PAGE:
The Impact of COVID-19 on the Aviation Industry: The EU Slots Regulation
News    ·   19-03-2020
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AUTHOR: Steve Decesare; Krista Ellul

‘For their part European airports are predicting a loss of 67 million passengers in the first quarter of 2020.’[1] Without a doubt, the aviation sector has been one of the sectors most immediately and severely affected by the sudden outbreak of COVID-19 , as evidenced by the dramatic drop in airline passenger numbers. One of the main concerns relates to the liquidity of aircraft operators and airlines but other issues include a surge in passenger claims for both delayed and cancelled flights.[2] Whether or not a passenger stands to benefit from any form of compensation as a result of a cancelled flight is dependent on the interpretation of the term ‘extraordinary circumstances’ and accordingly, not only does one case differ from another, but the situation on a given day may be very different just a couple of days later.[3]

How has the European Union responded?

The European Commission has recently concluded a proposal to amend Regulation (EEC) No 95/93 on common rules for the allocation of slots at Community airports (the “EU Slots Regulation”) by temporarily relieving air carriers of their obligations under European Union law, with respect to airport slot usage (the “Proposal”).[4] Such a proposal is a response of the European Union to the deteriorating circumstances currently faced by airlines as European air carriers have been forced into grounding aircraft for an uncertain period of time. The Proposal recognises the disadvantages of the current regulatory framework which encourages air carriers to continue to operate empty and unnecessary flights, simply to protect their ‘grandfather rights’. Not only does such a sustainability measure contribute to the financial health of air carriers but it also mitigates the environmental impact of ghost flights.

To date, the Proposal is yet to be adopted and is awaiting approval by the European Parliament and Council of the European Union.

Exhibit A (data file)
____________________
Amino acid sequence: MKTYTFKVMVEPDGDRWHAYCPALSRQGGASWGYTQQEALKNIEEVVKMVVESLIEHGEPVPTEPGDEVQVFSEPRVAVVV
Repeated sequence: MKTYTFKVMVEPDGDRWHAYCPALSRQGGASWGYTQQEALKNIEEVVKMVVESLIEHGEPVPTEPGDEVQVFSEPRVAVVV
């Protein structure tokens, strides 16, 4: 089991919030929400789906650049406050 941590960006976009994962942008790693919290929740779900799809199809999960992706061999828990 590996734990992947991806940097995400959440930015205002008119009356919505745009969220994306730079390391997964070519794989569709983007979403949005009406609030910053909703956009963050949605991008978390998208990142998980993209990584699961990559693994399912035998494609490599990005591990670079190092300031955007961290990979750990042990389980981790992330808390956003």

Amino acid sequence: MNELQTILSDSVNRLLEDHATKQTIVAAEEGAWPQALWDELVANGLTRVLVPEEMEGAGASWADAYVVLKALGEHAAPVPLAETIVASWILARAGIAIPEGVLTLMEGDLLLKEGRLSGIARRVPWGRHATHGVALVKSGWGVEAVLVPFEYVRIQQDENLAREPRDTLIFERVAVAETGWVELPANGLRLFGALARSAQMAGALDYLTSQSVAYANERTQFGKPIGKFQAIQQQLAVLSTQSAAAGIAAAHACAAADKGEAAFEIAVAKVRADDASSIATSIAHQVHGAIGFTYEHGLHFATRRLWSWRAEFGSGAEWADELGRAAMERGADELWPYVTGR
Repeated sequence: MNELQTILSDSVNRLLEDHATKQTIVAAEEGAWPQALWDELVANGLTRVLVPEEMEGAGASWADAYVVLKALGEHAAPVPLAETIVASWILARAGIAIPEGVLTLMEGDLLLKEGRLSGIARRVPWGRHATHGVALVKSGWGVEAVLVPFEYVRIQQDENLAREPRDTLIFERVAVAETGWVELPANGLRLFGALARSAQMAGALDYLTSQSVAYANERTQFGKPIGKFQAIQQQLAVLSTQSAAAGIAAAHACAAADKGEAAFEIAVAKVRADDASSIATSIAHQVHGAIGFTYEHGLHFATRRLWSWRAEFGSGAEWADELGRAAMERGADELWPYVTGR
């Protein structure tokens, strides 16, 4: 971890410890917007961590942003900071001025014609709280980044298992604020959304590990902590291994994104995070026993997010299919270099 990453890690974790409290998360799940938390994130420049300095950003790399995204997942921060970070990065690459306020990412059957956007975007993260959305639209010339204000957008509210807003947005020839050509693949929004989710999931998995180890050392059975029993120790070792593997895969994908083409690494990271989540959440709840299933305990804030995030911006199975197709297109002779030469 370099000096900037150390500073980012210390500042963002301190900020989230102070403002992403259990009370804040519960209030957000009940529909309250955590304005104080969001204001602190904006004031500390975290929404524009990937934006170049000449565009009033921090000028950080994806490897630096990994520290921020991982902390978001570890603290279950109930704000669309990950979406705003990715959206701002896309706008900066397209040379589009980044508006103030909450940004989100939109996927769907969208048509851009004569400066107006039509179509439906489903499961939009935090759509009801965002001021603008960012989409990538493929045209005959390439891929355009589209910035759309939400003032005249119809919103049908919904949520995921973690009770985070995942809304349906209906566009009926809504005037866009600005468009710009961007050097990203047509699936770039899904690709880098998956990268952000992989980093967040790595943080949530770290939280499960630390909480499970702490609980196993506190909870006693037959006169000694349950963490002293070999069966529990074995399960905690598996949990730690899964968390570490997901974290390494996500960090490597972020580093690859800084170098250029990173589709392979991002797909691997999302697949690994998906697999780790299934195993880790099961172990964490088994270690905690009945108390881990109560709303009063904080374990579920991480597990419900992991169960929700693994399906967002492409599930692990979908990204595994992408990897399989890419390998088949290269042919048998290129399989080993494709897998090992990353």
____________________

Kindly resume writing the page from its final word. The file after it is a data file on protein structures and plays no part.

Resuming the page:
How are airport slots currently regulated?

The EU Slots Regulation regulates the manner in which slots located in European Union airports are allocated to air carriers. Presently, the EU Slots Regulation adopts a ‘use it or lose it’ approach which requires air carriers to operate a certain percentage of their allocated slots or else risk losing their rights to such slots in the future. Accordingly, air carriers must use a minimum of 80% of their allocated slots within a given time period in order to retain such slots in the same period of the following year (these have been termed ‘grandfather rights’).

How does the Proposal amend the EU Slots Regulation?

The Proposal suggests the replacement of Article 10a of the EU Slots Regulation. The new article includes an assumption that coordinators shall consider the allocated slots ‘as having been operated by the air carrier to which they had initially been allocated’, notwithstanding that the respective air carrier was unable to meet the 80% requirement. Accordingly, the slots shall be considered to have been operated for the period beginning 1 March 2020 until 30 June 2020. The new Article 10a also provides for the inclusion of an additional, earlier period from 23 January 2020 until 29 February 2020. The date of 23 January 2020 corresponds with the closure of the Wuhan Airport in the People’s Republic of China, by the authorities.  Likewise, between this period, with respect to slots used for flights operating between the European Union and the People’s Republic of China or in the Hong Kong Special Administrative Region of the People’s Republic of China, such slots shall also be considered as having been operated.

 However, such a protective measure can only be applied in the context of existing slot allocations and thus with respect to any cases which arise following the application of the said Proposal, the respective slots are to be returned to the slot coordinator.

The same Article 10a also empowers the European Commission to adopt delegated acts should the aviation industry continue to be negatively impacted by virtue of the crisis surrounding the COVID-19 outbreak.

 

 



[1] Commission, ‘Proposal for a Regulation of the European Parliament and of the Council amending Regulation (EEC) No 95/93 on common rules for the allocation of slots at Community airports’ COM (2020) 111 final, 1.

[2] On this point reference is to be made to Regulation (EC) 261/2004 of the European Parliament and of the Council establishing common rues on compensation and assistance to passengers in the event of denied boarding and of cancellation or long delay of flights, and repealing Regulation (EEC) No 295/91 [2004] OJ L46/1.

[3] Ibid., Recital 15; ‘[e]xtraordinary circumstances should be deemed to exist where the impact of an air traffic management decision in relation to a particular aircraft on a particular day gives rise to a long delay, an overnight delay, or the cancellation of one or more flights by that aircraft, even though all reasonable measures had been taken by the air carrier concerned to avoid the delays or cancellations.’

[4] Commission, ‘Proposal for a Regulation of the European Parliament and of the Council amending Regulation (EEC) No 95/93 on common rules for the allocation of slots at Community airports’ COM (2020) 111 final.

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